Man in handcuffs © Uli Deck
Improper use: a monastic aperitif from Buckland Abbey in southern England is making an inglorious career in Scotland. As the BBC broadcaster reports, it is often consumed by Scottish criminals before committing crimes.
The monks show their sadness. Sheriff Alistair Brown of Glasgow testified in court, according to the report, that there was a "very clear link between Buckfast and violence". Many drink too much of it and then become violent. Strathclyde police told drink is mentioned in thousands of files.
Drink should be taken in small doses
The "Buckfast Tonic Wine" is made by the Benedictine monks in the county of Devon according to a traditional recipe. French monastery founders reportedly brought it from home in the 1880s. The drink, which contains 15 percent by volume, was originally intended as a tonic and, according to the package insert, should be taken in small doses.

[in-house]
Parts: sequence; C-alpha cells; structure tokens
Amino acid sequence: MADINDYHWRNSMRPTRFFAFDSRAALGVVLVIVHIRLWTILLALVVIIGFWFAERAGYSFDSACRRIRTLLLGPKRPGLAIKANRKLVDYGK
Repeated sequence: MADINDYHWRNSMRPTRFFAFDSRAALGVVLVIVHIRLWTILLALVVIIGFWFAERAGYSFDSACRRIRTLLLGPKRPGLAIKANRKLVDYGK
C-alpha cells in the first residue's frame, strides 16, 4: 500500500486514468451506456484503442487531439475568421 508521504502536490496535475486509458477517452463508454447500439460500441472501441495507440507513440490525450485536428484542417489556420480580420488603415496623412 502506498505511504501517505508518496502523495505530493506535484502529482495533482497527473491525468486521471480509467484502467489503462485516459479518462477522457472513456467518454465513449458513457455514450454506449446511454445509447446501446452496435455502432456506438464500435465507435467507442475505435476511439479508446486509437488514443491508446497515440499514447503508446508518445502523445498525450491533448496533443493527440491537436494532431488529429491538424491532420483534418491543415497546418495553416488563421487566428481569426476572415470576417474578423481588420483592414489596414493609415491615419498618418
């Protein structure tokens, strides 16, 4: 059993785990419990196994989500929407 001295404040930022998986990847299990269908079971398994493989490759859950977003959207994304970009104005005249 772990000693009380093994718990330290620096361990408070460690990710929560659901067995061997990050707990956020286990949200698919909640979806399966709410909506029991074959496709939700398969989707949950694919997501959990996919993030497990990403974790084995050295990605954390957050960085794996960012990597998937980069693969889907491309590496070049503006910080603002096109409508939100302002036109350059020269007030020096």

Proceeds for the monastery were the equivalent of 10.5 million euros in 2015, according to the report. In recent years, millions have already been invested in the restoration of the site and the construction of visitor facilities. The Daily Mail tabloid sneered in earlier years, "While Buckland monks are up at half past five for a day of prayer, some Buckie drinkers are still in the drunk tank."